*Guest post by Carolyn Dube.
I had a big problem. I was frozen and unable to decide where to start on a pristine white page in a brand new journal. I so wanted to play but just couldn’t bring myself to make that first mark. How did I solve this problem? By using one of my junk journals. I define a junk journal as a journal filled with a hodgepodge of stuff some would call junk. Each and every page already has something on it. Exactly what I needed to jump start the play.
This post is all about how I use that journal once it is built. You can see how it was built in my video, Junk Journal Workshop, Unexpected Materials for Handmade Journals. Whenever I am playing, I am usually making what I formerly labeled as a mistake. Now I call it an O.O.P.S., an Outstanding Opportunity Presenting Suddenly. In the video, you’ll see quite a few Oopsies. The book text on the page was upside down. First Oops right there! Once I pulled out the purple paint in the video, that’s when the Oopsies came one right after another…
Watch A Junk Journal with Oops After Oops on YouTube.
I used the fine line applicator with white ink to add some sketchy lines to the vintage magazine. The words I circled provided the inspiration for the my word choices on the facing page. The purple, which was done with ColorBursts in the DVD and is now completely dry, bled wonderfully through the white ink giving it a nice matching color.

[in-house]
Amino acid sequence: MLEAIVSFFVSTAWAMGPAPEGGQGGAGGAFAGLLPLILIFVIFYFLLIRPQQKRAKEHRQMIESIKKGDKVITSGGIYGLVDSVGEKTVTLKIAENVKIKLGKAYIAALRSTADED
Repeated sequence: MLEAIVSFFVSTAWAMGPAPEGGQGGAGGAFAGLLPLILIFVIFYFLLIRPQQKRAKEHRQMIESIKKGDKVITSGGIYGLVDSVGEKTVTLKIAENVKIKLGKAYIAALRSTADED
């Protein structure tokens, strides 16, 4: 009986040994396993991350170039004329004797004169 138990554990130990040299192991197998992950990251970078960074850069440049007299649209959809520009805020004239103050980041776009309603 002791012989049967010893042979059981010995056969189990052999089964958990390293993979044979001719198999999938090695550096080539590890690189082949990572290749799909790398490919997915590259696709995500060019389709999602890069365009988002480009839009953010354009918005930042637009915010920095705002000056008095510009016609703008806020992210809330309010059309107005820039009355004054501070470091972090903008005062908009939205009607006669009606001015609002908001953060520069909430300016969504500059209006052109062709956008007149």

I stenciled the word fly right on top of juicy wet paint using my Now is the Time stencil from StencilGirl Products. Suddenly, my inner critic popped up when I started to write the words “to the moon” because I detest my handwriting. That voice was loudly pointing out how my t’s weren’t the same size, how I bumped into the Y, and on and on. Luckily, I have a mouthy inner teenager who sets my inner critic straight any time she gets too noisy so I can keep right on playing.
I don’t like to wait for paint to dry and I don’t like using a heat gun so how do I journal on wet paint? Not with a pen. I’ve ruined too many that way over the years. What won’t get ruined is any paint/ink applicator with a fine tip. Here, I used a pico embellisher for my scribble journaling.
I let myself play. My fingers had paint on them. I played with color and glitter. I made lots of Oopsies. Now I was ready to go and tackle that big blank page of white space!
Carolyn Dube is an art adventurer and educator. Get in touch with the creativity inside yourself as she inspires with entertaining tutorials that invite you to play and laugh along side her. Join Carolyn on her blog, A Colorful Journey, on Facebook, and at Google+. Her stencils are available at StencilGirl Products and check out her four new DVDs from North Light!